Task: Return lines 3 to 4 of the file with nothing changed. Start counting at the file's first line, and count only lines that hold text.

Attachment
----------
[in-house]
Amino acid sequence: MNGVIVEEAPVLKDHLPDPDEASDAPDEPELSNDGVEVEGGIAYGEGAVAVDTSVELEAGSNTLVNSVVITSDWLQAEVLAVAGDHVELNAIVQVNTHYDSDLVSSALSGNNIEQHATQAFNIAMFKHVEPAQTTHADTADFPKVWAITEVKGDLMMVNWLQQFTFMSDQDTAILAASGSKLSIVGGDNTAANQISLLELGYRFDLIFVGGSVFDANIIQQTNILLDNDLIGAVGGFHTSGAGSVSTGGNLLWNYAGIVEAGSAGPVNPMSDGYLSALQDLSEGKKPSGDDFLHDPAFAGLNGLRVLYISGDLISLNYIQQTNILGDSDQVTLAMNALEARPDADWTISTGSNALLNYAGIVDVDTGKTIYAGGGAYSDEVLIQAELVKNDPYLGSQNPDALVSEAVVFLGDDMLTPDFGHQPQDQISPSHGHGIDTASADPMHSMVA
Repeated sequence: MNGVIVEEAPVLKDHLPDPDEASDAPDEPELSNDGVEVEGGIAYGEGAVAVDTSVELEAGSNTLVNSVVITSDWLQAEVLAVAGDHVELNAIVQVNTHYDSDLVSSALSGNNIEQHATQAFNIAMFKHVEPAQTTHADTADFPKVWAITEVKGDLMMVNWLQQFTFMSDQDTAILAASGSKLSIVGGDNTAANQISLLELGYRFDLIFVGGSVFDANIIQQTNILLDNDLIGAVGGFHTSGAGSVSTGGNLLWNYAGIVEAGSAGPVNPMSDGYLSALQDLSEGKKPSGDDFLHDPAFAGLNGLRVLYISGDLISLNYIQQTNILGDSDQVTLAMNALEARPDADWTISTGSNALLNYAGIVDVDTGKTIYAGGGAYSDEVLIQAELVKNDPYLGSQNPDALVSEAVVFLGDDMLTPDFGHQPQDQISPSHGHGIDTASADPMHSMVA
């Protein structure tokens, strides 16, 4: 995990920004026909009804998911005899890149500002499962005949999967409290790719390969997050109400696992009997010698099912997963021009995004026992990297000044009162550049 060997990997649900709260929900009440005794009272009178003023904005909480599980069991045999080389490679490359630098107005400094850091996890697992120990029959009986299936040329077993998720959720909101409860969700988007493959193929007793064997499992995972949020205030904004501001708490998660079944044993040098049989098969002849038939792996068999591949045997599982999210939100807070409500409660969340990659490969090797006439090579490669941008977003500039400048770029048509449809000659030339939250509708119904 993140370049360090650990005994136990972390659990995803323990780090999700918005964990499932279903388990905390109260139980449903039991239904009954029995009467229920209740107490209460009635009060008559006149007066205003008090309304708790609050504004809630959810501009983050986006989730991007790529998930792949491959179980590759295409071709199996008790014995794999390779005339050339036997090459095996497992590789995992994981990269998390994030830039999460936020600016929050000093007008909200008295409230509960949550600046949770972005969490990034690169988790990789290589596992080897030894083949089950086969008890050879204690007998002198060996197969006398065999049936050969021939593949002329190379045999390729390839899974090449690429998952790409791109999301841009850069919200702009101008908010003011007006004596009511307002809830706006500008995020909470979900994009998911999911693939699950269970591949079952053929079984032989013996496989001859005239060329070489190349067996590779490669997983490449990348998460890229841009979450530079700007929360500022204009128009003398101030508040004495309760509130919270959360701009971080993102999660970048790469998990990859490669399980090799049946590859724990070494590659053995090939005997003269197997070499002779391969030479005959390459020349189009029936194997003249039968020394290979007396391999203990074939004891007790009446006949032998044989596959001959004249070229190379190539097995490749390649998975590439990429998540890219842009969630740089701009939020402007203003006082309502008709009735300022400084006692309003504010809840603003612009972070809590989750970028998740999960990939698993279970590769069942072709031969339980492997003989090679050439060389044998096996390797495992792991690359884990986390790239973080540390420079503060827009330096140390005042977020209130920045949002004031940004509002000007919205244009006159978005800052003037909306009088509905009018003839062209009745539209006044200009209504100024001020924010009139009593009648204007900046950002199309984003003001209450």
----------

Repeated sequence: MNGVIVEEAPVLKDHLPDPDEASDAPDEPELSNDGVEVEGGIAYGEGAVAVDTSVELEAGSNTLVNSVVITSDWLQAEVLAVAGDHVELNAIVQVNTHYDSDLVSSALSGNNIEQHATQAFNIAMFKHVEPAQTTHADTADFPKVWAITEVKGDLMMVNWLQQFTFMSDQDTAILAASGSKLSIVGGDNTAANQISLLELGYRFDLIFVGGSVFDANIIQQTNILLDNDLIGAVGGFHTSGAGSVSTGGNLLWNYAGIVEAGSAGPVNPMSDGYLSALQDLSEGKKPSGDDFLHDPAFAGLNGLRVLYISGDLISLNYIQQTNILGDSDQVTLAMNALEARPDADWTISTGSNALLNYAGIVDVDTGKTIYAGGGAYSDEVLIQAELVKNDPYLGSQNPDALVSEAVVFLGDDMLTPDFGHQPQDQISPSHGHGIDTASADPMHSMVA
């Protein structure tokens, strides 16, 4: 995990920004026909009804998911005899890149500002499962005949999967409290790719390969997050109400696992009997010698099912997963021009995004026992990297000044009162550049 060997990997649900709260929900009440005794009272009178003023904005909480599980069991045999080389490679490359630098107005400094850091996890697992120990029959009986299936040329077993998720959720909101409860969700988007493959193929007793064997499992995972949020205030904004501001708490998660079944044993040098049989098969002849038939792996068999591949045997599982999210939100807070409500409660969340990659490969090797006439090579490669941008977003500039400048770029048509449809000659030339939250509708119904 993140370049360090650990005994136990972390659990995803323990780090999700918005964990499932279903388990905390109260139980449903039991239904009954029995009467229920209740107490209460009635009060008559006149007066205003008090309304708790609050504004809630959810501009983050986006989730991007790529998930792949491959179980590759295409071709199996008790014995794999390779005339050339036997090459095996497992590789995992994981990269998390994030830039999460936020600016929050000093007008909200008295409230509960949550600046949770972005969490990034690169988790990789290589596992080897030894083949089950086969008890050879204690007998002198060996197969006398065999049936050969021939593949002329190379045999390729390839899974090449690429998952790409791109999301841009850069919200702009101008908010003011007006004596009511307002809830706006500008995020909470979900994009998911999911693939699950269970591949079952053929079984032989013996496989001859005239060329070489190349067996590779490669997983490449990348998460890229841009979450530079700007929360500022204009128009003398101030508040004495309760509130919270959360701009971080993102999660970048790469998990990859490669399980090799049946590859724990070494590659053995090939005997003269197997070499002779391969030479005959390459020349189009029936194997003249039968020394290979007396391999203990074939004891007790009446006949032998044989596959001959004249070229190379190539097995490749390649998975590439990429998540890219842009969630740089701009939020402007203003006082309502008709009735300022400084006692309003504010809840603003612009972070809590989750970028998740999960990939698993279970590769069942072709031969339980492997003989090679050439060389044998096996390797495992792991690359884990986390790239973080540390420079503060827009330096140390005042977020209130920045949002004031940004509002000007919205244009006159978005800052003037909306009088509905009018003839062209009745539209006044200009209504100024001020924010009139009593009648204007900046950002199309984003003001209450």